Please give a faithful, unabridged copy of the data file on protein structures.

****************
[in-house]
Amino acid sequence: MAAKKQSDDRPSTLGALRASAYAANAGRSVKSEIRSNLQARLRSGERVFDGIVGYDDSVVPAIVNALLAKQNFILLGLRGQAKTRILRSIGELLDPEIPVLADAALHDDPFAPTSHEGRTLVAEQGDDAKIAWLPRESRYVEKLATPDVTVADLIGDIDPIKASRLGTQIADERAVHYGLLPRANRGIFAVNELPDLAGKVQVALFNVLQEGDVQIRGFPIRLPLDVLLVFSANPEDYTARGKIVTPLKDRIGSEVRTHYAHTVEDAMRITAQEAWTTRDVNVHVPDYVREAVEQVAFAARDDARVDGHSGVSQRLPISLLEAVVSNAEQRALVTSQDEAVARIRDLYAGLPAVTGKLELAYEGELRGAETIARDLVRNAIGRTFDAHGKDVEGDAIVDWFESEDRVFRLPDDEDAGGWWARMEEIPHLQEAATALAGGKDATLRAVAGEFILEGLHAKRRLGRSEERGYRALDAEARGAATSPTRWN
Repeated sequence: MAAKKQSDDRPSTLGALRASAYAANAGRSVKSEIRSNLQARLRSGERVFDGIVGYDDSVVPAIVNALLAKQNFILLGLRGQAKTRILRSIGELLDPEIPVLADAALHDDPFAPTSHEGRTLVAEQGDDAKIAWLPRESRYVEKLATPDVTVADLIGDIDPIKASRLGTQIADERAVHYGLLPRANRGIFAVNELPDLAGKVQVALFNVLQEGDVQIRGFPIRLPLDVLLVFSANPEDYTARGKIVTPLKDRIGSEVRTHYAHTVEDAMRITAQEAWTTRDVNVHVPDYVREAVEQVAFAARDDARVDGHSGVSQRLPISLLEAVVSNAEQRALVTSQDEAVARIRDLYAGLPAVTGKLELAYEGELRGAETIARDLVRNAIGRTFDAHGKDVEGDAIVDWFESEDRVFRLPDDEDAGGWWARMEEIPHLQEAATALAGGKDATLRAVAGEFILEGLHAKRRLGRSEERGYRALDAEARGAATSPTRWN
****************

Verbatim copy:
[in-house]
Amino acid sequence: MAAKKQSDDRPSTLGALRASAYAANAGRSVKSEIRSNLQARLRSGERVFDGIVGYDDSVVPAIVNALLAKQNFILLGLRGQAKTRILRSIGELLDPEIPVLADAALHDDPFAPTSHEGRTLVAEQGDDAKIAWLPRESRYVEKLATPDVTVADLIGDIDPIKASRLGTQIADERAVHYGLLPRANRGIFAVNELPDLAGKVQVALFNVLQEGDVQIRGFPIRLPLDVLLVFSANPEDYTARGKIVTPLKDRIGSEVRTHYAHTVEDAMRITAQEAWTTRDVNVHVPDYVREAVEQVAFAARDDARVDGHSGVSQRLPISLLEAVVSNAEQRALVTSQDEAVARIRDLYAGLPAVTGKLELAYEGELRGAETIARDLVRNAIGRTFDAHGKDVEGDAIVDWFESEDRVFRLPDDEDAGGWWARMEEIPHLQEAATALAGGKDATLRAVAGEFILEGLHAKRRLGRSEERGYRALDAEARGAATSPTRWN
Repeated sequence: MAAKKQSDDRPSTLGALRASAYAANAGRSVKSEIRSNLQARLRSGERVFDGIVGYDDSVVPAIVNALLAKQNFILLGLRGQAKTRILRSIGELLDPEIPVLADAALHDDPFAPTSHEGRTLVAEQGDDAKIAWLPRESRYVEKLATPDVTVADLIGDIDPIKASRLGTQIADERAVHYGLLPRANRGIFAVNELPDLAGKVQVALFNVLQEGDVQIRGFPIRLPLDVLLVFSANPEDYTARGKIVTPLKDRIGSEVRTHYAHTVEDAMRITAQEAWTTRDVNVHVPDYVREAVEQVAFAARDDARVDGHSGVSQRLPISLLEAVVSNAEQRALVTSQDEAVARIRDLYAGLPAVTGKLELAYEGELRGAETIARDLVRNAIGRTFDAHGKDVEGDAIVDWFESEDRVFRLPDDEDAGGWWARMEEIPHLQEAATALAGGKDATLRAVAGEFILEGLHAKRRLGRSEERGYRALDAEARGAATSPTRWN